Yes, very busy trying to drink too much for my immortal body to handle and die of liver failure facedown in my bathroom, Sebastien thinks, but what he says is, “No, I don’t have anything lined up,” and Alexandre’s face brightens.

“Would you like to come by for coffee, then? If it’s not a bother—”

“I’d love to,” Sebastien’s traitorous mouth answers again.




And that’s how he ends up standing in the entryway of an apartment that isn’t his, painfully sober for the occasion, feeling vaguely dumbstruck.

He doesn’t know how to conduct himself around people anymore, he realizes. Has forgotten how pleasantries are supposed to work, the finer points of faux-interested looks and polite smiles.

Sebastien casts a look around the apartment and realizes that this is a shared home, in more ways than one. Picture frames display photos of Alexandre and Khalil together, laughing with their faces pressed close; the entryway is scattered with shoes with no apparent regard for ownership. There’s a pair of coffee mugs on the kitchen counter that obviously came as a set, both painted with delicate ferns and quaint little mushrooms. 

It’s—well. It’s all very cute, is what it is. And maybe it’s just because it’s been at least a lifetime and a half since Sebastien’s gotten close enough to anyone to see their domestic arrangements, but he’s surprised at the absence of creeping envy he’d expect himself to feel at it all. 

(There’s always been a kind of apprehensive jealousy, laced inextricably with an acute sense of guilt, that he gets (that he got) around Joe and Nicky sometimes (more often than he’d like to admit, enough for him to hate himself for it). A stupid, petty, immature thing, yes, but to watch them curled into each other in quiet moments, whispering soft words in languages Sebastien wouldn’t understand even if he could hear them clearly, a familiar intimacy in every line of their bodies that spoke to an eternity together, while Sebastien… while he…)

(So at least he knows he’s not so far gone in his misery that he resents children for finding happiness in one another’s company. What an accomplishment to write home about.)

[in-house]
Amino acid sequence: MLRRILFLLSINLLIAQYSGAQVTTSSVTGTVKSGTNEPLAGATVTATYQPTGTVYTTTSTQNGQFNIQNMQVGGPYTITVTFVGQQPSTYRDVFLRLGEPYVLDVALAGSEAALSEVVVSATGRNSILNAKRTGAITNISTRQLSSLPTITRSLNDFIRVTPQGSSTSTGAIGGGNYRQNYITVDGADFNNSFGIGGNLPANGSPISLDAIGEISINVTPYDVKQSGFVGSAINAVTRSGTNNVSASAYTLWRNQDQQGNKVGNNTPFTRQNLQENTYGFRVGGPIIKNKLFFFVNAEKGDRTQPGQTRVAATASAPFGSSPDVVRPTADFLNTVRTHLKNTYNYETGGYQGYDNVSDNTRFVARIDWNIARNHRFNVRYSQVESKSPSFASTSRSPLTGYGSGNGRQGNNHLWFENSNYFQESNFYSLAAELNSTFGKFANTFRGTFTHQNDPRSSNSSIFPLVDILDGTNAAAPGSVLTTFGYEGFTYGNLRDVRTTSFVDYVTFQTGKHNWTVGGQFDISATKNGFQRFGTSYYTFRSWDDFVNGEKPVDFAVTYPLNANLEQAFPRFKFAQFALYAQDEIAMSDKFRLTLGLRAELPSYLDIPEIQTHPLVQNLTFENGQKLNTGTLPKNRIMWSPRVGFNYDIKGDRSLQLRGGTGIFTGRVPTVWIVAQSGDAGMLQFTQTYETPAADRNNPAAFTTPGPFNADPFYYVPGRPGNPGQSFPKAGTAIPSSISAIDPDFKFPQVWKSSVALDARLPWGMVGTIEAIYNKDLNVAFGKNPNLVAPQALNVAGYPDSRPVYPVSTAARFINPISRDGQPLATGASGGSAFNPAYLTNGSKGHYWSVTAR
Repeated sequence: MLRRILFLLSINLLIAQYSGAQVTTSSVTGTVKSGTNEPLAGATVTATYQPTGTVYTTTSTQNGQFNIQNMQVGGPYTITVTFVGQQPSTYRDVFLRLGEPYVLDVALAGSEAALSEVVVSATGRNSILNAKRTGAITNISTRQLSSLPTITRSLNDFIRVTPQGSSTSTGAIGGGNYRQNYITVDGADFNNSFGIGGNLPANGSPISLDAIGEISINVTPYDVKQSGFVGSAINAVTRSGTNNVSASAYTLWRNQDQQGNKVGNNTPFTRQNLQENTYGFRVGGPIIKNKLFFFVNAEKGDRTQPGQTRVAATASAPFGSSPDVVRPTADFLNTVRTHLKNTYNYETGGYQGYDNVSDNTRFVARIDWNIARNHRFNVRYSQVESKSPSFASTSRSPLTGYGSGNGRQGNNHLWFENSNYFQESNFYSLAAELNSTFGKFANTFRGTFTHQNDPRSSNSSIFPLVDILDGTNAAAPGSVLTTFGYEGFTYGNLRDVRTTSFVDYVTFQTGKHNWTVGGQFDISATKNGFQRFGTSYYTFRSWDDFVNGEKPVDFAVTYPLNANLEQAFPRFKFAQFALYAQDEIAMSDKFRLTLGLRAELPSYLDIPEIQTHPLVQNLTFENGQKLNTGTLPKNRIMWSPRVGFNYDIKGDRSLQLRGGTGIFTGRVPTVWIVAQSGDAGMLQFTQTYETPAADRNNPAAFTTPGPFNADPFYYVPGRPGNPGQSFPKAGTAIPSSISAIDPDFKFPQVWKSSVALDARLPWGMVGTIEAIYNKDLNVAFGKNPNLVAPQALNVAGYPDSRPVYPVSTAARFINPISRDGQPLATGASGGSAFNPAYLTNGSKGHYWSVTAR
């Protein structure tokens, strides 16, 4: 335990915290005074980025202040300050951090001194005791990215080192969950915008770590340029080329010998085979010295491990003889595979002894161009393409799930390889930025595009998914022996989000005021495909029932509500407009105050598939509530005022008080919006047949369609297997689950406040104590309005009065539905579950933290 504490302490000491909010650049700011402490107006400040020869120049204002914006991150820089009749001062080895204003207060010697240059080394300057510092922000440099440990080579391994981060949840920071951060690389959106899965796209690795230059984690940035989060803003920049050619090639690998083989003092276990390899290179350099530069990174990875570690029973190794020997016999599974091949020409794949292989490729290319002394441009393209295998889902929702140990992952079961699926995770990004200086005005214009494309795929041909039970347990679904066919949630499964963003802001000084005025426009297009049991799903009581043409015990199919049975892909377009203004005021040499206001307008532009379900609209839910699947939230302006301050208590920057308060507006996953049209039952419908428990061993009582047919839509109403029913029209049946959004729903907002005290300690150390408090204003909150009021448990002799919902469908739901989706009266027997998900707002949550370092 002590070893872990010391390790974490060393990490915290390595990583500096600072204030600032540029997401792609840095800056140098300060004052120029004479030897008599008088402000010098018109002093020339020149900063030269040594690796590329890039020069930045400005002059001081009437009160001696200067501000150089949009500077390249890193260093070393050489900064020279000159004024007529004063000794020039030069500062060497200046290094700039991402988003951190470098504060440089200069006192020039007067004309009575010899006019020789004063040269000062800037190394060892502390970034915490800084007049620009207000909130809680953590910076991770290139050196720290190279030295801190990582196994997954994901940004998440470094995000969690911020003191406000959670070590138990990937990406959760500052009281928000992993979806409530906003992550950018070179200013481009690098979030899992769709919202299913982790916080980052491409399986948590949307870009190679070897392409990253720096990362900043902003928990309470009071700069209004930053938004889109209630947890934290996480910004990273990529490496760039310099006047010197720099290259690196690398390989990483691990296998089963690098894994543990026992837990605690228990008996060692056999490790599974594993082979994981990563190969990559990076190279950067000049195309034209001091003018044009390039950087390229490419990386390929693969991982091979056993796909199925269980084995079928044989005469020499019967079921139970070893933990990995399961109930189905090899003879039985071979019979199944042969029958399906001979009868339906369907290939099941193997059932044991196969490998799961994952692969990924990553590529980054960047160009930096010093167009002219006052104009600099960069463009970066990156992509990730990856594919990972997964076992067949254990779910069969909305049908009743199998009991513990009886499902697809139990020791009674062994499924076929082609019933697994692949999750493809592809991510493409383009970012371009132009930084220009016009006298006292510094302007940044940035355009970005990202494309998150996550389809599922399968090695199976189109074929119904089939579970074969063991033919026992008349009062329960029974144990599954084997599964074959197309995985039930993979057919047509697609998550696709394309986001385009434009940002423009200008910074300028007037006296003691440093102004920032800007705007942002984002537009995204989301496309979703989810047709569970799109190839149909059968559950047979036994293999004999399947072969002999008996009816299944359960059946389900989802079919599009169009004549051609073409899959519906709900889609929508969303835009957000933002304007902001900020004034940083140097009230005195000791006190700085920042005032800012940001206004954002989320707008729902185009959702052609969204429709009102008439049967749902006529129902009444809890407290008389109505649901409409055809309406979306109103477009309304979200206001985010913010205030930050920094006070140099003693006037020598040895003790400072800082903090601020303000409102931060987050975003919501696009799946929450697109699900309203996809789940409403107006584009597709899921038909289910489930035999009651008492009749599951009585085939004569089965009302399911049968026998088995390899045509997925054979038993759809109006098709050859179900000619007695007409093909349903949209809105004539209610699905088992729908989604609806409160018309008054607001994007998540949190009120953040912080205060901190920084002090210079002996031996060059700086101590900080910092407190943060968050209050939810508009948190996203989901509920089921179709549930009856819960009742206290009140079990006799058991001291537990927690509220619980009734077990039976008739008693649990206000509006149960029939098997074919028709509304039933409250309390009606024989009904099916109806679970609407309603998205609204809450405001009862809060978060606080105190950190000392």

“Sorry for the mess,” Alexandre titters, gathering up a wad of what looks to be shirts and sweater vests off the couch and thrusting them into Khalil’s arms. “Someone can never seem to figure out where the laundry is supposed to go.”

“You’re giving our guest a horrible first impression of me,” Khalil grumbles from behind the pile of wool and cotton, but his tone is good-natured and joking.

You’re giving him a horrible first impression of the both of us by leaving all your old man clothes lying around,” Alexandre shoots back with a grin.

It’s so easy, how the two of them speak to each other, affectionate and familiar in a way that makes Sebastien’s chest ache. He takes a careful seat on the couch while Khalil shuffles off down the hall with the mound of laundry and Alexandre starts opening and closing cabinets in the kitchen.

“Do you want coffee, Sebastien?” he asks, voice muffled as he rises on tiptoes to peer into the back of a cupboard. “Or something stronger, maybe?”

Sebastien hesitates for a moment, then says, “Coffee’s fine, thank you.” For what little it matters, he doesn’t want to give these kids any more reason to (correctly) assume he’s some sort of sad alcoholic than they already have. It’s a silly thing to be concerned about, though, considering that he will most likely outlive them and any opinion they have of him by centuries. 

His liver basically screams no, please god no at him at the mere thought of alcohol, anyways. He might as well give it a break for one evening.

“So, what have you been up to today?” Alexandre asks over his shoulder as he puts the water on to boil.

“Not much.” Sebastien fidgets, tangles his fingers together and untangles them in a cycle. “Been, uh, cleaning. Watching TV.”

Alexandre smiles and nods as appropriate. “Do you work, or…”

“Private security,” Sebastien says automatically, deferring on instinct to the usual story for when he has to go undercover. It handwaves away the reason for sudden and lengthy disappearances, why he carries himself like someone who’s been at war his whole life. “Kind of takes me all over the place, but I’m, um, on leave right now. Taking some time off.”

Khalil comes back into the room, then, chuckling, “Ooh, a trained man, hear that, Alex? Don’t get on his bad side, ‘cause I know you’re already planning it.” He plops into the adjacent armchair, tucking his feet up under his legs, and fixes Sebastien with a warm but appraising look. “Got family in Paris? Alexandre mentioned you grew up here, but I imagine that was a while ago.”

“Wow, Khalil, are you implying he’s old?” Alexandre calls from the kitchen. “How incredibly rude of you.” Khalil splutters and flushes.

“That’s not—I just mean—childhood, you know” —he makes a gesture that does little to clarify his statement— “it’s a long time ago for all of us, I mean. Not just you, Sebastien, I’m sorry—”

Sebastien laughs despite himself. “No, you’re fine. And you wouldn’t be wrong, really. I’m very old.” A little joke, just between him and himself, he thinks.

“I am so sorry for my companion’s inconsiderate remarks,” Alexandre laments as he teeters over balancing three cups in his hands. He hands one to Sebastien and one to Khalil, then perches himself on the armrest of Khalil’s seat with the last. “I guarantee you are not as old as he’s trying to say you are. His insufferable youth clouds his judgement.”